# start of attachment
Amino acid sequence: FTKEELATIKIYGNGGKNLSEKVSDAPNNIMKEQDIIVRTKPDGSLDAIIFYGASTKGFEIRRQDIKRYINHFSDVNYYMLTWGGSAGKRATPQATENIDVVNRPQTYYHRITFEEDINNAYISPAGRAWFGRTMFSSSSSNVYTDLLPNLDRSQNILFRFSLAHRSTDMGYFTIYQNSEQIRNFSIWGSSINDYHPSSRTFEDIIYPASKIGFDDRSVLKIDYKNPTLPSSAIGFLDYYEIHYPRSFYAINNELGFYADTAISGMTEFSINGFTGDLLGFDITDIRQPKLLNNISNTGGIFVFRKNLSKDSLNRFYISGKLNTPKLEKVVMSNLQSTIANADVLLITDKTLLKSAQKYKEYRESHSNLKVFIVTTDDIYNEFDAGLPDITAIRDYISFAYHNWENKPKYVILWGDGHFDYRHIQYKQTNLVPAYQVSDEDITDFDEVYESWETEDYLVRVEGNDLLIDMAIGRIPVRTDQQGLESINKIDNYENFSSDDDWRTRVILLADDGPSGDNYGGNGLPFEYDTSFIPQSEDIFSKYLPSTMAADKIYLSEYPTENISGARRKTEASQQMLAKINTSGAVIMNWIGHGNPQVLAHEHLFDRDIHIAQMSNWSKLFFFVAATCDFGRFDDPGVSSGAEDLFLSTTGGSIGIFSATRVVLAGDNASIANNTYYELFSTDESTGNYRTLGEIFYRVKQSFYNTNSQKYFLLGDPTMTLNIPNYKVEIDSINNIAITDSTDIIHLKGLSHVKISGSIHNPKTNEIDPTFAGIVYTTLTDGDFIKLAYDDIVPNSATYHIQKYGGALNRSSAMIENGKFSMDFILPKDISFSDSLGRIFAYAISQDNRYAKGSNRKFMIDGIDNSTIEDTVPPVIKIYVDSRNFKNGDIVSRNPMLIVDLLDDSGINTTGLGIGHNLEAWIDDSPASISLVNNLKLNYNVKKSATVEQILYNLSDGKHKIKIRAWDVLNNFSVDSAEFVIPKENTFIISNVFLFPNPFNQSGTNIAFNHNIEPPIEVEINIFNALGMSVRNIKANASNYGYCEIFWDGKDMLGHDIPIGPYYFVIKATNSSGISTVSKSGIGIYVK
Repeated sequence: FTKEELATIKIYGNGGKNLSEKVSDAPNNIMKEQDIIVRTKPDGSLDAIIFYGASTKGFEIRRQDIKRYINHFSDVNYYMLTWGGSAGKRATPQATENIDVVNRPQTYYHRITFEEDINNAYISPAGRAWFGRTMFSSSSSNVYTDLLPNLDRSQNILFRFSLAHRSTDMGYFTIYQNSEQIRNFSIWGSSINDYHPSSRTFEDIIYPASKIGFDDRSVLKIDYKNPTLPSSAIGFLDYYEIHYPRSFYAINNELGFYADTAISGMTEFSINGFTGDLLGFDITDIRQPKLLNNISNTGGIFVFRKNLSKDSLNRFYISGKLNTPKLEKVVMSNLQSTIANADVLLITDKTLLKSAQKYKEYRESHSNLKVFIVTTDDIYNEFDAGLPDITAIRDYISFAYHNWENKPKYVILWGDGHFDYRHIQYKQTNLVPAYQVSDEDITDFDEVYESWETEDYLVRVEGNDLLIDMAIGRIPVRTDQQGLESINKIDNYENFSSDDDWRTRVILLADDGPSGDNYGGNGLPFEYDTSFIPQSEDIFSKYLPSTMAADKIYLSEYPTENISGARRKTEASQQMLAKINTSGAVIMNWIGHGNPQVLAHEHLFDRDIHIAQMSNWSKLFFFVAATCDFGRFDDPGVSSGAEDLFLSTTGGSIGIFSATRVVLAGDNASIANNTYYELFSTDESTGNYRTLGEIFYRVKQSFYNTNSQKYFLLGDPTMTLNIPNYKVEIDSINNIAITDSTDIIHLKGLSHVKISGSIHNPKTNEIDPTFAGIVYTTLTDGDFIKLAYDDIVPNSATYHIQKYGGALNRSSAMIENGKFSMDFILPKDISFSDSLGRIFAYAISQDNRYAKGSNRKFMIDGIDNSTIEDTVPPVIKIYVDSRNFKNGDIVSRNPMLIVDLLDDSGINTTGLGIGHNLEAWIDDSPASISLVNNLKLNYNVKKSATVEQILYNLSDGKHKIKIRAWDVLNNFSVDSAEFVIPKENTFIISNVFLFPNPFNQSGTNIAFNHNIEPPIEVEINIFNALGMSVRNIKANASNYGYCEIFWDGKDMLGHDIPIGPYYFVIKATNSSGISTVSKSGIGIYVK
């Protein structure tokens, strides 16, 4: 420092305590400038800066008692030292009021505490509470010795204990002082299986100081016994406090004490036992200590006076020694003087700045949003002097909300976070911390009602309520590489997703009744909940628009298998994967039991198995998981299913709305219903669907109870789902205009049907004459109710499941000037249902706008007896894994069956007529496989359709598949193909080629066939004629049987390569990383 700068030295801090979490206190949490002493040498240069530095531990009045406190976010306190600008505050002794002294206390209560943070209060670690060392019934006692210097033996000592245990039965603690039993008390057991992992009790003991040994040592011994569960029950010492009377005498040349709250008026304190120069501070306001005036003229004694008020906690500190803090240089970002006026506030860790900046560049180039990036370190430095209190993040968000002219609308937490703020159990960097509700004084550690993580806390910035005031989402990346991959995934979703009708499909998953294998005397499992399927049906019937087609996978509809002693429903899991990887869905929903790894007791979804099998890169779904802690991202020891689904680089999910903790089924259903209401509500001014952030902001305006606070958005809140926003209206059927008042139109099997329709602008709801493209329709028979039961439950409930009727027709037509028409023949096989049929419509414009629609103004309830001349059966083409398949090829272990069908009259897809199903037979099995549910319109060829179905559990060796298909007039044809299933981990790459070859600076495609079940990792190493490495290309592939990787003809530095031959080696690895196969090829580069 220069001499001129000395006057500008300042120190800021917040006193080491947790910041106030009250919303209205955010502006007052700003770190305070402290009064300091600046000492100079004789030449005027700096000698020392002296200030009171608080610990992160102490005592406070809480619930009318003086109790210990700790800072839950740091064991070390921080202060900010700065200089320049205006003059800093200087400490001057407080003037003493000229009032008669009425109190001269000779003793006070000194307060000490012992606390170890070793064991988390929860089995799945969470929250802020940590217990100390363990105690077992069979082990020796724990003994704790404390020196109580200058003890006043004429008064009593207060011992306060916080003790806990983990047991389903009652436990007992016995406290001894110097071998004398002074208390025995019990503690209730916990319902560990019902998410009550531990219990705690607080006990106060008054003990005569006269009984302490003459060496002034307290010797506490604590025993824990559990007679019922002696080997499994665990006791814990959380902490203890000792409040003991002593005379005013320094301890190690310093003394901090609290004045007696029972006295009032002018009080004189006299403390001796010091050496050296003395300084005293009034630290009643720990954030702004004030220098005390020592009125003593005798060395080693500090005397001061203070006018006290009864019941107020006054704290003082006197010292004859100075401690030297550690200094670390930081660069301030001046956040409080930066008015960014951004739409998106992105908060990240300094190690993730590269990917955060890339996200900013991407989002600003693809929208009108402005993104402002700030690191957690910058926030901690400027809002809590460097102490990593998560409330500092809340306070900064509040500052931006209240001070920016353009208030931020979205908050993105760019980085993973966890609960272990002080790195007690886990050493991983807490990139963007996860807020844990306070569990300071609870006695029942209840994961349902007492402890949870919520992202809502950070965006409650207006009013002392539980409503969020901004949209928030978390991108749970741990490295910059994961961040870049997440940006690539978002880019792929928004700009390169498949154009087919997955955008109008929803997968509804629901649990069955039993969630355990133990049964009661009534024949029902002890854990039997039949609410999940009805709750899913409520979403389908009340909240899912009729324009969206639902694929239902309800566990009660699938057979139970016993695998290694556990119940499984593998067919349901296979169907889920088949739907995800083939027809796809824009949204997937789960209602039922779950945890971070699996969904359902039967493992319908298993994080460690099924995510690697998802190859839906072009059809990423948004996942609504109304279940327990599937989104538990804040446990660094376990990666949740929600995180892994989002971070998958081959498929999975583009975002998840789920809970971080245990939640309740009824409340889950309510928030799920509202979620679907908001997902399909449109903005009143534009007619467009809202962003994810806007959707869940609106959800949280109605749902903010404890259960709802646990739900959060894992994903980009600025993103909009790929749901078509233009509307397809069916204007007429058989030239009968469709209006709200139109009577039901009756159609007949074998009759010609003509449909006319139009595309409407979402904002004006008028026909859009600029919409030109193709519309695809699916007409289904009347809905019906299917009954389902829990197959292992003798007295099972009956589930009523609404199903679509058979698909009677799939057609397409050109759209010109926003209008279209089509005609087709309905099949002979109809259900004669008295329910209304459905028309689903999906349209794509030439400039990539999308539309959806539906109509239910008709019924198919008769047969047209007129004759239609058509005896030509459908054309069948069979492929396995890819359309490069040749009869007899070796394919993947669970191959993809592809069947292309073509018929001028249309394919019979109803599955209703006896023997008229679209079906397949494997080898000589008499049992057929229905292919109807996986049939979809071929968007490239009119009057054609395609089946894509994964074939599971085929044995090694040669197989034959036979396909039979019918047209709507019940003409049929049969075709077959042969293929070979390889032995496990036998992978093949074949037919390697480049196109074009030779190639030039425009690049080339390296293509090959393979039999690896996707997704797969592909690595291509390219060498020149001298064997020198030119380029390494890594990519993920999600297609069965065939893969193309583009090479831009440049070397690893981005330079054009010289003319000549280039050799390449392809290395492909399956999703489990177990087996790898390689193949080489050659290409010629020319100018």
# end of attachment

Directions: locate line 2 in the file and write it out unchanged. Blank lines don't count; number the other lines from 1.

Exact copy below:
Repeated sequence: FTKEELATIKIYGNGGKNLSEKVSDAPNNIMKEQDIIVRTKPDGSLDAIIFYGASTKGFEIRRQDIKRYINHFSDVNYYMLTWGGSAGKRATPQATENIDVVNRPQTYYHRITFEEDINNAYISPAGRAWFGRTMFSSSSSNVYTDLLPNLDRSQNILFRFSLAHRSTDMGYFTIYQNSEQIRNFSIWGSSINDYHPSSRTFEDIIYPASKIGFDDRSVLKIDYKNPTLPSSAIGFLDYYEIHYPRSFYAINNELGFYADTAISGMTEFSINGFTGDLLGFDITDIRQPKLLNNISNTGGIFVFRKNLSKDSLNRFYISGKLNTPKLEKVVMSNLQSTIANADVLLITDKTLLKSAQKYKEYRESHSNLKVFIVTTDDIYNEFDAGLPDITAIRDYISFAYHNWENKPKYVILWGDGHFDYRHIQYKQTNLVPAYQVSDEDITDFDEVYESWETEDYLVRVEGNDLLIDMAIGRIPVRTDQQGLESINKIDNYENFSSDDDWRTRVILLADDGPSGDNYGGNGLPFEYDTSFIPQSEDIFSKYLPSTMAADKIYLSEYPTENISGARRKTEASQQMLAKINTSGAVIMNWIGHGNPQVLAHEHLFDRDIHIAQMSNWSKLFFFVAATCDFGRFDDPGVSSGAEDLFLSTTGGSIGIFSATRVVLAGDNASIANNTYYELFSTDESTGNYRTLGEIFYRVKQSFYNTNSQKYFLLGDPTMTLNIPNYKVEIDSINNIAITDSTDIIHLKGLSHVKISGSIHNPKTNEIDPTFAGIVYTTLTDGDFIKLAYDDIVPNSATYHIQKYGGALNRSSAMIENGKFSMDFILPKDISFSDSLGRIFAYAISQDNRYAKGSNRKFMIDGIDNSTIEDTVPPVIKIYVDSRNFKNGDIVSRNPMLIVDLLDDSGINTTGLGIGHNLEAWIDDSPASISLVNNLKLNYNVKKSATVEQILYNLSDGKHKIKIRAWDVLNNFSVDSAEFVIPKENTFIISNVFLFPNPFNQSGTNIAFNHNIEPPIEVEINIFNALGMSVRNIKANASNYGYCEIFWDGKDMLGHDIPIGPYYFVIKATNSSGISTVSKSGIGIYVK